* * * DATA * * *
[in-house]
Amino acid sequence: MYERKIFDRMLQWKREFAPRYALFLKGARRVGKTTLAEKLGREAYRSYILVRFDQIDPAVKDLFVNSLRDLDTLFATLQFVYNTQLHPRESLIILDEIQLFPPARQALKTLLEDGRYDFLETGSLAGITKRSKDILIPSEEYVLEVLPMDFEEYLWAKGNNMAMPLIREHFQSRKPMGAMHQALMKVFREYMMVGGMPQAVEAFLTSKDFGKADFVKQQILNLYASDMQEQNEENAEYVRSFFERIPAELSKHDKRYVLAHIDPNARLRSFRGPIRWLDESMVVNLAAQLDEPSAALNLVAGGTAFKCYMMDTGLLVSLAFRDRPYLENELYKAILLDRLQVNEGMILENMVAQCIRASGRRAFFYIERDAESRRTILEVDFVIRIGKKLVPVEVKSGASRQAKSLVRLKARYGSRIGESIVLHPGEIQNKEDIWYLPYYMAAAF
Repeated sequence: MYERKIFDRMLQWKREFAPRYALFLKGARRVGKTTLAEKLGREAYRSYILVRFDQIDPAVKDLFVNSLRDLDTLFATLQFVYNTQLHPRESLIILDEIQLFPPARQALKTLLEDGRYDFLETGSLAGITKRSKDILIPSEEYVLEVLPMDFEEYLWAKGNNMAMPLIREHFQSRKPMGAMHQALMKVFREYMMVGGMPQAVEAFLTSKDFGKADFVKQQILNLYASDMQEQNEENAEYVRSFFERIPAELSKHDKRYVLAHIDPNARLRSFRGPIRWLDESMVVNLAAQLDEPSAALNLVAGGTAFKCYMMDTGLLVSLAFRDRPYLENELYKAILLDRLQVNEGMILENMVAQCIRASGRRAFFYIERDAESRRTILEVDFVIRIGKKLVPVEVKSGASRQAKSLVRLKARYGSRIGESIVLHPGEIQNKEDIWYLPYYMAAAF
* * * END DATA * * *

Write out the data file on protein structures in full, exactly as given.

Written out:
[in-house]
Amino acid sequence: MYERKIFDRMLQWKREFAPRYALFLKGARRVGKTTLAEKLGREAYRSYILVRFDQIDPAVKDLFVNSLRDLDTLFATLQFVYNTQLHPRESLIILDEIQLFPPARQALKTLLEDGRYDFLETGSLAGITKRSKDILIPSEEYVLEVLPMDFEEYLWAKGNNMAMPLIREHFQSRKPMGAMHQALMKVFREYMMVGGMPQAVEAFLTSKDFGKADFVKQQILNLYASDMQEQNEENAEYVRSFFERIPAELSKHDKRYVLAHIDPNARLRSFRGPIRWLDESMVVNLAAQLDEPSAALNLVAGGTAFKCYMMDTGLLVSLAFRDRPYLENELYKAILLDRLQVNEGMILENMVAQCIRASGRRAFFYIERDAESRRTILEVDFVIRIGKKLVPVEVKSGASRQAKSLVRLKARYGSRIGESIVLHPGEIQNKEDIWYLPYYMAAAF
Repeated sequence: MYERKIFDRMLQWKREFAPRYALFLKGARRVGKTTLAEKLGREAYRSYILVRFDQIDPAVKDLFVNSLRDLDTLFATLQFVYNTQLHPRESLIILDEIQLFPPARQALKTLLEDGRYDFLETGSLAGITKRSKDILIPSEEYVLEVLPMDFEEYLWAKGNNMAMPLIREHFQSRKPMGAMHQALMKVFREYMMVGGMPQAVEAFLTSKDFGKADFVKQQILNLYASDMQEQNEENAEYVRSFFERIPAELSKHDKRYVLAHIDPNARLRSFRGPIRWLDESMVVNLAAQLDEPSAALNLVAGGTAFKCYMMDTGLLVSLAFRDRPYLENELYKAILLDRLQVNEGMILENMVAQCIRASGRRAFFYIERDAESRRTILEVDFVIRIGKKLVPVEVKSGASRQAKSLVRLKARYGSRIGESIVLHPGEIQNKEDIWYLPYYMAAAF